The accumulated deficit increased by $7.0 billion over the April to September 2019 period, reflecting the $5.8-billion budgetary deficit as well as $1.2 billion in other comprehensive losses.

Table 7
Condensed statement of assets and liabilities
($ millions)
  March 31,
2019
September 30,
2019
Change
Liabilities      
  Accounts payable and accrued liabilities 159,707 143,412 -16,295
  Interest-bearing debt      
    Unmatured debt      
      Payable in Canadian currency      
        Marketable bonds 569,526 583,591 14,065
        Treasury bills 134,300 134,200 -100
        Retail debt 1,237 1,122 -115
        Subtotal 705,063 718,913 13,850
      Payable in foreign currencies 16,011 15,264 -747
      Cross-currency swap revaluation 7,274 5,357 -1,917
      Unamortized discounts and premiums on market debt 2,163 2,385 222
      Obligations related to capital leases and other unmatured debt 6,404 5,590 -814
      Total unmatured debt 736,915 747,509 10,594
    Pension and other liabilities        
        Public sector pensions 168,782 167,773 -1,009
        Other employee and veteran future benefits 113,862 120,220 6,358
        Other liabilities 5,905 5,952 47
        Total pension and other liabilities 288,549 293,945 5,396
      Total interest-bearing debt 1,025,464 1,041,454 15,990
    Total liabilities 1,185,171 1,184,866 -305
Financial assets      
    Cash and accounts receivable 177,041 163,574 -13,467
    Foreign exchange accounts 99,688 99,503 -185
    Loans, investments, and advances
     (net of allowances)1
133,912 140,086 6,174
    Public sector pension assets 2,406 2,406 0
    Total financial assets 413,047 405,569 -7,478
Net debt 772,124 779,297 7,173
Non-financial assets 86,674 86,865 191
Federal debt (accumulated deficit) 685,450 692,432 6,982
Note: Totals may not add due to rounding.
1 September 30, 2019 amount includes $1.2 billion in other comprehensive losses from enterprise Crown corporations and other government business enterprises for the April to September 2019 period.

Notes

  1. The Fiscal Monitor is a report on the consolidated financial results of the Government of Canada, prepared monthly by the Department of Finance Canada. The Government is committed to releasing The Fiscal Monitor on a timely basis in accordance with the International Monetary Fund's Special Data Dissemination Standard Plus, which is designed to promote member countries' data transparency and promote the development of sound statistical systems.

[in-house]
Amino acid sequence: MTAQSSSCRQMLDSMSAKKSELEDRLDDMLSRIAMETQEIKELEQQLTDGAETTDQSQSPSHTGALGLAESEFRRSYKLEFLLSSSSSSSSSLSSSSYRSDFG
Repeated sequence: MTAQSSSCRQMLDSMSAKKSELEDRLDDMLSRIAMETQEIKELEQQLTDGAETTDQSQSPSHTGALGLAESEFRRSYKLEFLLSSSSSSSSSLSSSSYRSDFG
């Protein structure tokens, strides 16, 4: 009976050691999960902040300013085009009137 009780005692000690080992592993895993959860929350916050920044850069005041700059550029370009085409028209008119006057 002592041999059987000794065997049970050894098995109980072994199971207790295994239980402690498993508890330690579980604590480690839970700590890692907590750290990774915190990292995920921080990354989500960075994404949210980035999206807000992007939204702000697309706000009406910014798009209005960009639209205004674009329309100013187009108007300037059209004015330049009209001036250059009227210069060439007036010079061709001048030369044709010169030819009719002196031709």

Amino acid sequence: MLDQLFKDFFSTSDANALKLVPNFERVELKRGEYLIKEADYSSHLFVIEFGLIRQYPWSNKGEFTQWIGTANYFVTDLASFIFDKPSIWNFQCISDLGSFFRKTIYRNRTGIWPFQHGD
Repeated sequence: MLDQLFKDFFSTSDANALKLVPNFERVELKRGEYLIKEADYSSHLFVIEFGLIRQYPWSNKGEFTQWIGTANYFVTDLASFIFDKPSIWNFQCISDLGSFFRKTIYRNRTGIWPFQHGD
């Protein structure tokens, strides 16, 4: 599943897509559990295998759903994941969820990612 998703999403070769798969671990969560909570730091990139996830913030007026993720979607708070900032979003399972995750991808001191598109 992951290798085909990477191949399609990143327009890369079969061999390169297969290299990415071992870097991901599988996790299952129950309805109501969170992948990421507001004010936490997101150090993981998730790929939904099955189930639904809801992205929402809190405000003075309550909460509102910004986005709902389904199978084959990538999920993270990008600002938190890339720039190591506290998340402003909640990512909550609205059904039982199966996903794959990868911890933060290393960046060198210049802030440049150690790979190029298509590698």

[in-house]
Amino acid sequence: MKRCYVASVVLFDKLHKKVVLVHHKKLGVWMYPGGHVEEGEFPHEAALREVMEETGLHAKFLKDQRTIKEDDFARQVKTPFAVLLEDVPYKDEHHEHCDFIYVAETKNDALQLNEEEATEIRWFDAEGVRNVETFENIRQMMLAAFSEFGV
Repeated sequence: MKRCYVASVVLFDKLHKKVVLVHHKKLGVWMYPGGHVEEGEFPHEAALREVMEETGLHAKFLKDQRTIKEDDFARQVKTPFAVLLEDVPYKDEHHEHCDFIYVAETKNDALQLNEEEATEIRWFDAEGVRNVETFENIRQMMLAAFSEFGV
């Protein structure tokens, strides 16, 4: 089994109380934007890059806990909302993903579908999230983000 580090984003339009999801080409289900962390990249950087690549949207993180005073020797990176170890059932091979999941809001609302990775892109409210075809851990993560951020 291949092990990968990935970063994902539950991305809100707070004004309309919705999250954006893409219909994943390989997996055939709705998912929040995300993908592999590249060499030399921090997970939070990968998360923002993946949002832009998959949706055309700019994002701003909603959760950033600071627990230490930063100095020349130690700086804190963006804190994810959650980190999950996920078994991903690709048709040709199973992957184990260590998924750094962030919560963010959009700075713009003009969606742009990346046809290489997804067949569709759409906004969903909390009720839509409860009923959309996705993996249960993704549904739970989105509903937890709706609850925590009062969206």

2. The financial results reported in The Fiscal Monitor are drawn from the accounts of Canada, which are maintained by the Receiver General and used to prepare the annual Public Accounts of Canada.
  3. The Fiscal Monitor is generally prepared in accordance with the same accounting policies as used to prepare the Government's annual consolidated financial statements, which are summarized in Section 2 of Volume I of the Public Accounts of Canada, available through the Public Services and Procurement Canada website.     
  4. The financial results presented in The Fiscal Monitor have not been audited or reviewed by an external auditor.
  5. There can be substantial volatility in monthly results due to the timing of revenue receipts and expense recognition. For instance, a large share of government spending is typically reported in the March Fiscal Monitor.
  6. The April to March results reported in The Fiscal Monitor are not the final results for the fiscal year as a whole. The final results are published in the annual Public Accounts of Canada and incorporate post-March end-of-year adjustments made once further information becomes available, including the accrual of tax revenues reflecting assessments of tax returns and valuation adjustments for assets and liabilities. Post-March adjustments may also include the accrual of measures announced in the budget that are recorded upon receipt of Royal Assent of enabling legislation.
  7. A Condensed Statement of Assets and Liabilities is included in the monthly Fiscal Monitor following the finalization and publication of the Government's financial results for the preceding fiscal year, typically in the fall.
  8. Accounting Change and Restatement

    The monthly financial results for 2018–19 presented for comparative purposes in The Fiscal Monitor have been restated to reflect the following change in accounting policy.

    Canadian Commercial Corporation

    During 2018–19, the Canadian Commercial Corporation determined that it acts as an agent in its commercial trading transactions. As a result, the revenues and expenses and related asset and liability balances arising from these transactions are no longer consolidated in the Government's financial results. This accounting change has no net impact on the budgetary balance, as the decrease in the Government's revenues is offset by an equal reduction in expenses. Similarly, this change has no net impact on the federal debt, as the decrease in the Government's assets is offset by an equal reduction in its liabilities.

    The following table provides an overview of this restatement of the 2018–19 financial results.
Table 8
Summary of restatement
($ millions)
Other direct program expenses Other revenues
September 2018    
As previously reported 7,173 2,515
Effect of change in accounting policy
  Canadian Commercial Corporation -224 -224
As restated 6,949 2,291
April to September 2018  
As previously reported 43,991 15,180
Effect of change in accounting policy
  Canadian Commercial Corporation -1,290 -1,290
As restated 42,701 13,890
Note: Totals may not add due to rounding.

Note: Unless otherwise noted, changes in financial results are presented on a year-over-year basis.

For inquiries about this publication, contact Bradley Recker at 613-369-5667.

November 2019

© Her Majesty the Queen in Right of Canada (2019)

All rights reserved

All requests for permission to reproduce this document or any part thereof shall be addressed to the Department of Finance Canada.

Cette publication est également disponible en français.

Cat. No.: F12-4E-PDF
ISSN: 1487-0134